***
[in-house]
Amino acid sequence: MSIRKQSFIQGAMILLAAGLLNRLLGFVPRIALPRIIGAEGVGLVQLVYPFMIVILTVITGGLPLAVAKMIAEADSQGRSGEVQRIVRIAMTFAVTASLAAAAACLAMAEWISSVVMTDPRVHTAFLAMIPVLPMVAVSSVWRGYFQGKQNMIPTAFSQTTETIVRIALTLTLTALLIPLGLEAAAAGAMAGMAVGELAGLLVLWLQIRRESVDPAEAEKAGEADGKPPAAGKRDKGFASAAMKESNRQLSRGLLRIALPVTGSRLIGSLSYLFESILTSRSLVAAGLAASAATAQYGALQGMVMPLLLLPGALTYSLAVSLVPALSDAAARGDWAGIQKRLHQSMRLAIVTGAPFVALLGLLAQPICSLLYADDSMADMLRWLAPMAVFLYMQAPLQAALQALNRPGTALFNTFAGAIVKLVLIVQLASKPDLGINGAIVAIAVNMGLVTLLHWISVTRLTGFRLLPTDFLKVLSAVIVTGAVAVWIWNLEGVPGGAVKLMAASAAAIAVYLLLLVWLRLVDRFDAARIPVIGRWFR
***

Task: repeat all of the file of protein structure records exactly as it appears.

[in-house]
Amino acid sequence: MSIRKQSFIQGAMILLAAGLLNRLLGFVPRIALPRIIGAEGVGLVQLVYPFMIVILTVITGGLPLAVAKMIAEADSQGRSGEVQRIVRIAMTFAVTASLAAAAACLAMAEWISSVVMTDPRVHTAFLAMIPVLPMVAVSSVWRGYFQGKQNMIPTAFSQTTETIVRIALTLTLTALLIPLGLEAAAAGAMAGMAVGELAGLLVLWLQIRRESVDPAEAEKAGEADGKPPAAGKRDKGFASAAMKESNRQLSRGLLRIALPVTGSRLIGSLSYLFESILTSRSLVAAGLAASAATAQYGALQGMVMPLLLLPGALTYSLAVSLVPALSDAAARGDWAGIQKRLHQSMRLAIVTGAPFVALLGLLAQPICSLLYADDSMADMLRWLAPMAVFLYMQAPLQAALQALNRPGTALFNTFAGAIVKLVLIVQLASKPDLGINGAIVAIAVNMGLVTLLHWISVTRLTGFRLLPTDFLKVLSAVIVTGAVAVWIWNLEGVPGGAVKLMAASAAAIAVYLLLLVWLRLVDRFDAARIPVIGRWFR